Students, adults, mobilize to fight ‘distancing’ hunger

It was supposed to be “The Year of End Hunger” in Calvert County. However, as it is globally, the coronavirus appears to have claimed 2020 for its own.
The county’s army of volunteers are undaunted.
On Tuesday, End Hunger in Calvert County had its hands extended and anything but idle as a crew comprised of mostly local middle school students bagged packages of nonperishable food to distribute to fellow students who, due to the lengthy closure of school, are doing without the system’s daily meal.
The group gathered in the early afternoon at the organization’s warehouse at the Calvert County Industrial Park.
“We’re going to keep going until they go back to school,” said the Rev. Robert P. Hahn, the senior pastor of Chesapeake Church.
The church’s effort to aid local working families who couldn’t afford to buy adequate supplies of food was started in 2007 and has grown into a nonprofit association comprised of over 50 business and community leaders.
The draconian measures imposed by state government and public education officials in response to the infectious disease have many locals staying home in isolation, referred to euphemistically as “social distancing.” Not all workers can stay in confinement at their homes.
Hahn noted that in Calvert, “some of our neediest kids are from homes where both parents are still working.”
“I had free time,” said Miyann Coleman of Huntingtown, a sixth-grader at Plum Point Middle School. “I had a friend who couldn’t buy lunch meals at school.”
Coleman was part of the assembly line of volunteers placing items such as shelf-stable milk, bottled water and canned beef stew in the distribution bags.
“I’m here because I want to help people,” said Dilana Winter of Lusby, a seventh-grader at Southern Middle School, who added she has previously resided and volunteered in other communities prior to her family’s move to Calvert. “During this time, people don’t have food and this is a good way to help. Anyone who needs food can get help.”
Prince Frederick resident Antoine White admitted in the challenging economic times that the coronavirus has presented for him and his colleagues in the mortgage and finance business, it might be easier to spend the day working harder to turn things around.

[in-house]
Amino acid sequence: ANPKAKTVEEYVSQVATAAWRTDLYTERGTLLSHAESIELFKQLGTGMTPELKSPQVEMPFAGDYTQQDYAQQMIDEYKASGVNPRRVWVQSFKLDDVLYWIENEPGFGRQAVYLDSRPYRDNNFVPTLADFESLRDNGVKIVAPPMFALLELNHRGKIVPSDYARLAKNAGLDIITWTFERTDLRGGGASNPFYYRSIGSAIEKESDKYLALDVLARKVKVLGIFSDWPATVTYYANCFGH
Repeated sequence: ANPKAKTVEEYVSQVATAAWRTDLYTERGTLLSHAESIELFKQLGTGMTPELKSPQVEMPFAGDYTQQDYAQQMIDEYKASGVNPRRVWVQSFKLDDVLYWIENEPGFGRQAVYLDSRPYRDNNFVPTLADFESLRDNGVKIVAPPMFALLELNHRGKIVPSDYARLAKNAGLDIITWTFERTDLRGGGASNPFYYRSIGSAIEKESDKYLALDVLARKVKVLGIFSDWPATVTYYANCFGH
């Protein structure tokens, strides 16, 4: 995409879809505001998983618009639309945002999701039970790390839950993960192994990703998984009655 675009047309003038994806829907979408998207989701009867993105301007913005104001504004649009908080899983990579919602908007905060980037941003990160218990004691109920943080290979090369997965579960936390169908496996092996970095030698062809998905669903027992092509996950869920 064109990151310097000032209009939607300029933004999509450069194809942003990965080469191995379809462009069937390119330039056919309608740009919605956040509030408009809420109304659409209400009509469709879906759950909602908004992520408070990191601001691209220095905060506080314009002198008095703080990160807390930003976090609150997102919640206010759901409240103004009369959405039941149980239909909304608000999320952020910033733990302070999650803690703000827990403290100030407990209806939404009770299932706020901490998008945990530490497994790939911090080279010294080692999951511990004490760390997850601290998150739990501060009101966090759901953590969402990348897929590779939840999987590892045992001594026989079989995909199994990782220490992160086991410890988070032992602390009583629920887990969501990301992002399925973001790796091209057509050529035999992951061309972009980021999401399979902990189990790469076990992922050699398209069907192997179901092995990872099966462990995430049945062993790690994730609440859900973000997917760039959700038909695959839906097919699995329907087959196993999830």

Instead, White was among the adult volunteers preparing stored, nonperishable food for delivery and distribution.
“I think this is more important,” said White. “It’s important to give back.”
White was kept busy cutting open boxes of food to place on the assembly line. “I’m basically a six-foot-five stock boy today,” White joked.
“We’re behind the scenes,” said Hahn, adding that volunteers referred to the organization by United Way and Calvert County Public Schools were working to get the food to the children from low-income homes.
The food made available for distribution at the warehouse was headed for distribution sites at several public schools.
“Otherwise, these kids would be hungry,” Hahn said. “I think they [volunteers] are doing 3,000 meals today.”
The youth from struggling families, Hahn indicated, are feeling the hunger pains due to common misperceptions in Calvert. “People don’t understand ‘rural hunger,’ ” said Hahn. “It’s hidden.”
The pastor also affirmed that the problems caused by the recent panic buying in retail grocery stores aren’t due to a dwindling supply of food.
“The stores are dealing with a problem of food availability, not a food shortage,” said Hahn.
End Hunger in Calvert, Hahn said, is getting steady aid and food supplies from the Maryland Food Bank. “We need it long-term,” he said. “This is going to be longer than two weeks.”
Hahn said End Hunger could always use more volunteers, although on Tuesday, he admitted, “at one point we had too many volunteers.” Facing school closings that could exceed the original two-week timeline, Hahn said in the long run, more volunteer help will be essential.
Monetary contributions are also needed. “All of our money goes straight to food,” said Hahn, adding that “we are circumventing the stores.”
For more information on End Hunger in Calvert County, go to
Calvert Recorder